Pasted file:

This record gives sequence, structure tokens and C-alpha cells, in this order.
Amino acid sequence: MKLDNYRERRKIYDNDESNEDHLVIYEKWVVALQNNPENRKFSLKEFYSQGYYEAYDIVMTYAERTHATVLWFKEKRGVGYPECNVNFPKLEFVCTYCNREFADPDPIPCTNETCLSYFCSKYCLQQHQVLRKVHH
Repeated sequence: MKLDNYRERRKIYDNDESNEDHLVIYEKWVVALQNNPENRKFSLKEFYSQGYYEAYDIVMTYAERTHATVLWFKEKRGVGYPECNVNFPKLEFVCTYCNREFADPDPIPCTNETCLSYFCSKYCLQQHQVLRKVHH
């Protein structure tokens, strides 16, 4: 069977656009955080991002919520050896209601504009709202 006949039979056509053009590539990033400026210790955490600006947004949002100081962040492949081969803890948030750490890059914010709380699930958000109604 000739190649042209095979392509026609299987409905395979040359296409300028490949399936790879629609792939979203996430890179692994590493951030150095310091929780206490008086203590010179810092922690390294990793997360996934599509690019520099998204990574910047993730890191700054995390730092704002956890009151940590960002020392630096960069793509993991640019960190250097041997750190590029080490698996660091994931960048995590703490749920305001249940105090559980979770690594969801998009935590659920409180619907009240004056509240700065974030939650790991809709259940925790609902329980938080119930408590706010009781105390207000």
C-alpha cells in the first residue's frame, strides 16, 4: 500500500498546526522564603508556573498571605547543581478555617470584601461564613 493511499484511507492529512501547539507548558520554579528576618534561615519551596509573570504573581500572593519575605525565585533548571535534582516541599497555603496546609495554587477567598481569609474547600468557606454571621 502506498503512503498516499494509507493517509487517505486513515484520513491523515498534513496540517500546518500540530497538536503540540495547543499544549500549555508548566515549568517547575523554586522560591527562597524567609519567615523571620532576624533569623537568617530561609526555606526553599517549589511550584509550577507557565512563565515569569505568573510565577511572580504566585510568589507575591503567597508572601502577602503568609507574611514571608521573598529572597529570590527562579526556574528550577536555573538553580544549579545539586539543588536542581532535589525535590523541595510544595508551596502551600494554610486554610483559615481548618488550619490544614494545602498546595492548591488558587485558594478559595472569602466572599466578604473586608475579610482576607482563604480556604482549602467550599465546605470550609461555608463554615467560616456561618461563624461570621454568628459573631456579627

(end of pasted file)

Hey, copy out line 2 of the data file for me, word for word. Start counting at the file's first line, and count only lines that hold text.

Amino acid sequence: MKLDNYRERRKIYDNDESNEDHLVIYEKWVVALQNNPENRKFSLKEFYSQGYYEAYDIVMTYAERTHATVLWFKEKRGVGYPECNVNFPKLEFVCTYCNREFADPDPIPCTNETCLSYFCSKYCLQQHQVLRKVHH